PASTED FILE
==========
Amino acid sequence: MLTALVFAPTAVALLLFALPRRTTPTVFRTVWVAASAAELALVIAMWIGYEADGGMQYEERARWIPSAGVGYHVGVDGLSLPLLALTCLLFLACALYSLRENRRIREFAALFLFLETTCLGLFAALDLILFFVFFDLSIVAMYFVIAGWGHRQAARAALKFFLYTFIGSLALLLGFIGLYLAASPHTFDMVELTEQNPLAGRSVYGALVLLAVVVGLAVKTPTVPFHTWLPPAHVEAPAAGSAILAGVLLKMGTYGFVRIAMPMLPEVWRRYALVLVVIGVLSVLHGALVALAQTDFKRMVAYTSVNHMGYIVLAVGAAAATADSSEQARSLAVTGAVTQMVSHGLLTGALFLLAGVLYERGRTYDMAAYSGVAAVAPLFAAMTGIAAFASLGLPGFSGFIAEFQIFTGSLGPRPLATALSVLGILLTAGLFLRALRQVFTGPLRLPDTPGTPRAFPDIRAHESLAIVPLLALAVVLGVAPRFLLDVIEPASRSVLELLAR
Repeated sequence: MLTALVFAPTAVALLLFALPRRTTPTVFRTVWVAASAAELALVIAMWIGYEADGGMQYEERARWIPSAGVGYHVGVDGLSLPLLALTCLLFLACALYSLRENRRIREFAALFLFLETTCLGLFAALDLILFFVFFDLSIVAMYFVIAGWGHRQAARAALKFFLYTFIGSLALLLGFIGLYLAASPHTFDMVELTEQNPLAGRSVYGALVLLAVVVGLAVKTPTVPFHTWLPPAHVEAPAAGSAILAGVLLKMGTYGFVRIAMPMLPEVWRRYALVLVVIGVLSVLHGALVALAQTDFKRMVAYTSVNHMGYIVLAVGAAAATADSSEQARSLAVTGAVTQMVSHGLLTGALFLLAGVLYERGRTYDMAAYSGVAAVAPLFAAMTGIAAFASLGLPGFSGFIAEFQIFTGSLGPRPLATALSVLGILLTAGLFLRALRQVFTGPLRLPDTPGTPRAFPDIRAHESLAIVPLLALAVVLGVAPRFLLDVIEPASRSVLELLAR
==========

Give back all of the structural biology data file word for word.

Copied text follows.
Amino acid sequence: MLTALVFAPTAVALLLFALPRRTTPTVFRTVWVAASAAELALVIAMWIGYEADGGMQYEERARWIPSAGVGYHVGVDGLSLPLLALTCLLFLACALYSLRENRRIREFAALFLFLETTCLGLFAALDLILFFVFFDLSIVAMYFVIAGWGHRQAARAALKFFLYTFIGSLALLLGFIGLYLAASPHTFDMVELTEQNPLAGRSVYGALVLLAVVVGLAVKTPTVPFHTWLPPAHVEAPAAGSAILAGVLLKMGTYGFVRIAMPMLPEVWRRYALVLVVIGVLSVLHGALVALAQTDFKRMVAYTSVNHMGYIVLAVGAAAATADSSEQARSLAVTGAVTQMVSHGLLTGALFLLAGVLYERGRTYDMAAYSGVAAVAPLFAAMTGIAAFASLGLPGFSGFIAEFQIFTGSLGPRPLATALSVLGILLTAGLFLRALRQVFTGPLRLPDTPGTPRAFPDIRAHESLAIVPLLALAVVLGVAPRFLLDVIEPASRSVLELLAR
Repeated sequence: MLTALVFAPTAVALLLFALPRRTTPTVFRTVWVAASAAELALVIAMWIGYEADGGMQYEERARWIPSAGVGYHVGVDGLSLPLLALTCLLFLACALYSLRENRRIREFAALFLFLETTCLGLFAALDLILFFVFFDLSIVAMYFVIAGWGHRQAARAALKFFLYTFIGSLALLLGFIGLYLAASPHTFDMVELTEQNPLAGRSVYGALVLLAVVVGLAVKTPTVPFHTWLPPAHVEAPAAGSAILAGVLLKMGTYGFVRIAMPMLPEVWRRYALVLVVIGVLSVLHGALVALAQTDFKRMVAYTSVNHMGYIVLAVGAAAATADSSEQARSLAVTGAVTQMVSHGLLTGALFLLAGVLYERGRTYDMAAYSGVAAVAPLFAAMTGIAAFASLGLPGFSGFIAEFQIFTGSLGPRPLATALSVLGILLTAGLFLRALRQVFTGPLRLPDTPGTPRAFPDIRAHESLAIVPLLALAVVLGVAPRFLLDVIEPASRSVLELLAR